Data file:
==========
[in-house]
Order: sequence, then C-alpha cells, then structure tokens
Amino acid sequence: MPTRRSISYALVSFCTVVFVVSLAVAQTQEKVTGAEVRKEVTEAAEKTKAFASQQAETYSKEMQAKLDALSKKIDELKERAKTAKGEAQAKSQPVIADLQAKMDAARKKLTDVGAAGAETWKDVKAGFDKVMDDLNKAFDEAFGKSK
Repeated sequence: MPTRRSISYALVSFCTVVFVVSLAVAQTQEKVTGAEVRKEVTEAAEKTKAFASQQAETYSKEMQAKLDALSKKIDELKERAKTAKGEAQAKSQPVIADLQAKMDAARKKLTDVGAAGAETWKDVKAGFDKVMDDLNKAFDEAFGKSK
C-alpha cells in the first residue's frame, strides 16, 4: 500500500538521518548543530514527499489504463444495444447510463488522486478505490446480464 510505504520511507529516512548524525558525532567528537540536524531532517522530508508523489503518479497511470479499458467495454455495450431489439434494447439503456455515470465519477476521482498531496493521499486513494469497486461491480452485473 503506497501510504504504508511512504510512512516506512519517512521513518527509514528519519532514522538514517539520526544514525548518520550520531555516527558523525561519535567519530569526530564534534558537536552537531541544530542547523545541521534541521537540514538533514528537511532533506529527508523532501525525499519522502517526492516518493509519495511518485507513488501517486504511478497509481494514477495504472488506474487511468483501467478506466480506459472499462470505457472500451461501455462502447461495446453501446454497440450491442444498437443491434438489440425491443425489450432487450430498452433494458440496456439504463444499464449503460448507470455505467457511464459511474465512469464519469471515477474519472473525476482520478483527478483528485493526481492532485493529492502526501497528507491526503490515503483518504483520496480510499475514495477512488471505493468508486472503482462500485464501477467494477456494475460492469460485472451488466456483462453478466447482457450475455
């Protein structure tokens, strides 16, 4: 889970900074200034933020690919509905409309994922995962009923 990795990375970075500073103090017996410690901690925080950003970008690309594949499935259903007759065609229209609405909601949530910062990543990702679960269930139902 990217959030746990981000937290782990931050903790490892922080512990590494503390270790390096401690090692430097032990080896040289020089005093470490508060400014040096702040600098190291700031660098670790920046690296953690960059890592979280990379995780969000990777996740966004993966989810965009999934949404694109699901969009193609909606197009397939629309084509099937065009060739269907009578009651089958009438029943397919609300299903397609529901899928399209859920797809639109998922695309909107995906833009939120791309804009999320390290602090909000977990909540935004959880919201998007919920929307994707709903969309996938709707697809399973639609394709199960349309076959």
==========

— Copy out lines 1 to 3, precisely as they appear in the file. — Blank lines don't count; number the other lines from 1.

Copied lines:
[in-house]
Order: sequence, then C-alpha cells, then structure tokens
Amino acid sequence: MPTRRSISYALVSFCTVVFVVSLAVAQTQEKVTGAEVRKEVTEAAEKTKAFASQQAETYSKEMQAKLDALSKKIDELKERAKTAKGEAQAKSQPVIADLQAKMDAARKKLTDVGAAGAETWKDVKAGFDKVMDDLNKAFDEAFGKSK